Friday, October 16, 2015

No More Olympic Downhill?

A Boston Blickbild Exclusive

There is a proposal by the FIS to eliminate the downhill at the Olympic Games starting in 2022. At first we thought that those who posted this story had time traveled back to April Fools' Day. We could not believe that this was a real story; it seemed like something that we would print. After all, every day is 1 April at the Blickbild. But our intrepid research team checked it out and it was indeed real. One of our intrepid reporters went to Switzerland to interview Gian Franco Kasper, but he was not available. However, our friendly FIS contact Bob was able to speak with us about this issue. Let's find out what he has to say.

BB: Hi Bob! It's nice to see you again. Are you still working in media relations?
Bob: Yes. The powers that be at the FIS have read my interviews with you and felt that I was a good spokesman for them. 
BB: I knew that we were good for something. (short pause) Why would the FIS eliminate the downhill from the Olympics? It's the premier Alpine skiing event.
Bob: Downhill is one of the events that we are seeking to eliminate. The others are long-course cross-country races and possibly some ski jumping events. 
BB: But why downhill and not the team event or the super-combined?
Bob: Believe it or not, downhill gets the lowest TV ratings out of all the Alpine disciplines. Downhill is not made for TV like the other disciplines. You know that TV ratings are very important to the FIS.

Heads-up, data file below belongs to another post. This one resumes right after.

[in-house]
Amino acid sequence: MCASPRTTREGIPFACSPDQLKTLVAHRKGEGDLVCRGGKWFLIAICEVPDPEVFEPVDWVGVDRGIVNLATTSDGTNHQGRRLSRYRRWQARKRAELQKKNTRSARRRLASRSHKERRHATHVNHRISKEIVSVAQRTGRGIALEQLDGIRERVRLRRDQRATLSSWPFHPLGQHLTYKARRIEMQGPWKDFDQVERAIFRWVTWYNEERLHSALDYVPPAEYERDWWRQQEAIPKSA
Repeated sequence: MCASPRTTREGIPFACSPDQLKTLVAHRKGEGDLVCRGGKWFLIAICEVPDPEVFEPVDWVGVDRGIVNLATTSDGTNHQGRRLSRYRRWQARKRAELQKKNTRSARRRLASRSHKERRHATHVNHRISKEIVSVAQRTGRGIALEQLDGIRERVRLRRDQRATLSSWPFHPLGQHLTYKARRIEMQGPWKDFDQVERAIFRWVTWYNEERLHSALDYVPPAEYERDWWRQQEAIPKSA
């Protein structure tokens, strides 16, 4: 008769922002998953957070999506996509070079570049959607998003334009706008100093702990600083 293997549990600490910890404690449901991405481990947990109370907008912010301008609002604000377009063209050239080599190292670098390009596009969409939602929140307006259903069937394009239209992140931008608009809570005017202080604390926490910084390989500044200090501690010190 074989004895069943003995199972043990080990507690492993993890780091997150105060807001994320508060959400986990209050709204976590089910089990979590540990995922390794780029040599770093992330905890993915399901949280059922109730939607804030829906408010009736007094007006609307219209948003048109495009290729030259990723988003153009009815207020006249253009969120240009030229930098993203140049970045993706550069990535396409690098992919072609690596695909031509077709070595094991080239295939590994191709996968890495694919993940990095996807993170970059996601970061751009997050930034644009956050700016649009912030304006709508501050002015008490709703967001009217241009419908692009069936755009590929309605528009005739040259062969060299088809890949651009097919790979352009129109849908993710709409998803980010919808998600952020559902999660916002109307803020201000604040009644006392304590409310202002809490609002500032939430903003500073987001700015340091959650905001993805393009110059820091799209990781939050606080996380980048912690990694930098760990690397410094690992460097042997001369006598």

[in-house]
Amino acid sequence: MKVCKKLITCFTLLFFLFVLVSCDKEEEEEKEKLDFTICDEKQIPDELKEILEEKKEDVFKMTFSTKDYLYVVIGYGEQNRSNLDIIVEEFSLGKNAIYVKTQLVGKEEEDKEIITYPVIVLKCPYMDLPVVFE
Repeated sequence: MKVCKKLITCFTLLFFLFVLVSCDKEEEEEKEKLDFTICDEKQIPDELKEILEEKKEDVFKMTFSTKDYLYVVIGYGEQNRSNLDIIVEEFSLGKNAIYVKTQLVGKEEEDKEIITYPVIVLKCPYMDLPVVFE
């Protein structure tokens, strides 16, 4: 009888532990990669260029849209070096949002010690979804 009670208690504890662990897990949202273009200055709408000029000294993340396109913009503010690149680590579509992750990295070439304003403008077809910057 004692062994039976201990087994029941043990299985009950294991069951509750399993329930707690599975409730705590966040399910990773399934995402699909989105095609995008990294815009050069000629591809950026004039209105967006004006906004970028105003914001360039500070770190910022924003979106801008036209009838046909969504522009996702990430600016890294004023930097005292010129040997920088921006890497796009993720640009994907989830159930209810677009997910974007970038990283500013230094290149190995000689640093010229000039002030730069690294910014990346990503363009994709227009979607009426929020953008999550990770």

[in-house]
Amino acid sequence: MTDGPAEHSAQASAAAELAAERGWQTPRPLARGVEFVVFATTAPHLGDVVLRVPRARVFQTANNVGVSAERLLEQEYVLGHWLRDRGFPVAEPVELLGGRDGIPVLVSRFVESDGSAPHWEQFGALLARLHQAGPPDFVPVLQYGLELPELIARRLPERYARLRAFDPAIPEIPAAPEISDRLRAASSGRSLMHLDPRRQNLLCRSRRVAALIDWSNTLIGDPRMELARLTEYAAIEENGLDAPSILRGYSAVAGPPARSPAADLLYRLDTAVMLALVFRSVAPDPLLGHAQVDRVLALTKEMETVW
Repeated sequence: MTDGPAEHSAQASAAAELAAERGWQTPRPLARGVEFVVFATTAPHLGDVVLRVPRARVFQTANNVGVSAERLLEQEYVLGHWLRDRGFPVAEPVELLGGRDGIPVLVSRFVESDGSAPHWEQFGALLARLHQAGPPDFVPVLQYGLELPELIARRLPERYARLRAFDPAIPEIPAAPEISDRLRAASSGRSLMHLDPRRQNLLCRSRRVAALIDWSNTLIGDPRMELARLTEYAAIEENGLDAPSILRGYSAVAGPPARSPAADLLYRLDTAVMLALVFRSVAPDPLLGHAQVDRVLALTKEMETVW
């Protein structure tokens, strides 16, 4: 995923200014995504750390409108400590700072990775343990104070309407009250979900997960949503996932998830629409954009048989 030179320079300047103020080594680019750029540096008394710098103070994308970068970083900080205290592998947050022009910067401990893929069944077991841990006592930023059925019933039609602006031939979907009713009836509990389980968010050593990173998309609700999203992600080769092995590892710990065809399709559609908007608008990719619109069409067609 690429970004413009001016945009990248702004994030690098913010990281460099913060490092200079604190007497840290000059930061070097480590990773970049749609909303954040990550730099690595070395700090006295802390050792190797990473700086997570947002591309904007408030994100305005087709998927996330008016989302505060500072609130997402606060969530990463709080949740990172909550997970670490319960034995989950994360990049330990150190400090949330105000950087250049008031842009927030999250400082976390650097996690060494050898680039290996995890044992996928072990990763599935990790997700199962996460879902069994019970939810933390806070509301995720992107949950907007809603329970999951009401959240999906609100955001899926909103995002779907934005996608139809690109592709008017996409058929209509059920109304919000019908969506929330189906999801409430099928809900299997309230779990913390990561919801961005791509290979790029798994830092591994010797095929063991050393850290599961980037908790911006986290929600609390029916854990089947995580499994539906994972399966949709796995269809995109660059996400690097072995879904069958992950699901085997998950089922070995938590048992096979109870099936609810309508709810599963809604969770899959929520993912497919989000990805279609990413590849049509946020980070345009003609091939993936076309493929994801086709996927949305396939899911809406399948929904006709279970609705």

BB: Of course we do. They are as important as athlete safety, if not more so.
Bob: Whoa! Athlete safety is the most important thing at the FIS. But TV ratings are a very close second. 
BB: Anyway, what is it about downhill that makes it so boring for the spectators? It is one of the three classical disciplines, the fastest, and the scariest. 
Bob: Yes, that is true. But people stop watching after the 25th racer has finished because of how we do the start order. All of the top racers are in the top 30, but the very best go 16th through 22nd. After the 30th racer has come down, then we start the award ceremony.
BB: If you want to make the fans watch until the last racer, the FIS needs to shake things up. Why not eliminate rankings as a factor in the bib draw, and make it totally random? In a 50-skier race, fans would pay attention if Anna Fenninger had Number 5, Lara Gut Number 23, and Lindsey Vonn Number 47. 
Bob: That sounds a bit unfair. The racers who go later in the race have a disadvantage. Anyway, the fans like seeing the best going down close to each other and not staggered. 
BB: Not true. If the later racers are really that good, they can overcome the disadvantage of a late start. Tina Maze won a race with a start number in the 50s and Carlo Janka got second place in a downhill after starting 65th. 
Bob: I see your point. But it is rare that someone with a high start number wins a race or gets on the podium. 
BB: Maybe that could change with a random start order. It sounds like another priority at the FIS is resistance to change.
Bob: That is not true! We change with the times, just like any other sport.  After all, you don't see the racers on wooden skis wearing stretch ski pants and beanies. 
BB: Point taken.
Bob: We have also changed downhill courses to make them steeper, faster, and much scarier than in the past.
BB: Maybe for the men, but you obviously have not seen a women's downhill in a while. A lot of the courses are easier gliding courses where the larger women have a built-in advantage. Lake Louise, Cortina, and Meribel are powder puff courses compared to the men's classic courses in Kitzbuehel or Wengen. Even in Garmisch, where men and women go down the Kandahar, the women go on a shorter course. (short pause) Our intrepid research team also heard that if downhill is not eliminated, it would be a short-course race. Is that because there are no ski hills in Beijing that can accommodate an Olympic downhill race?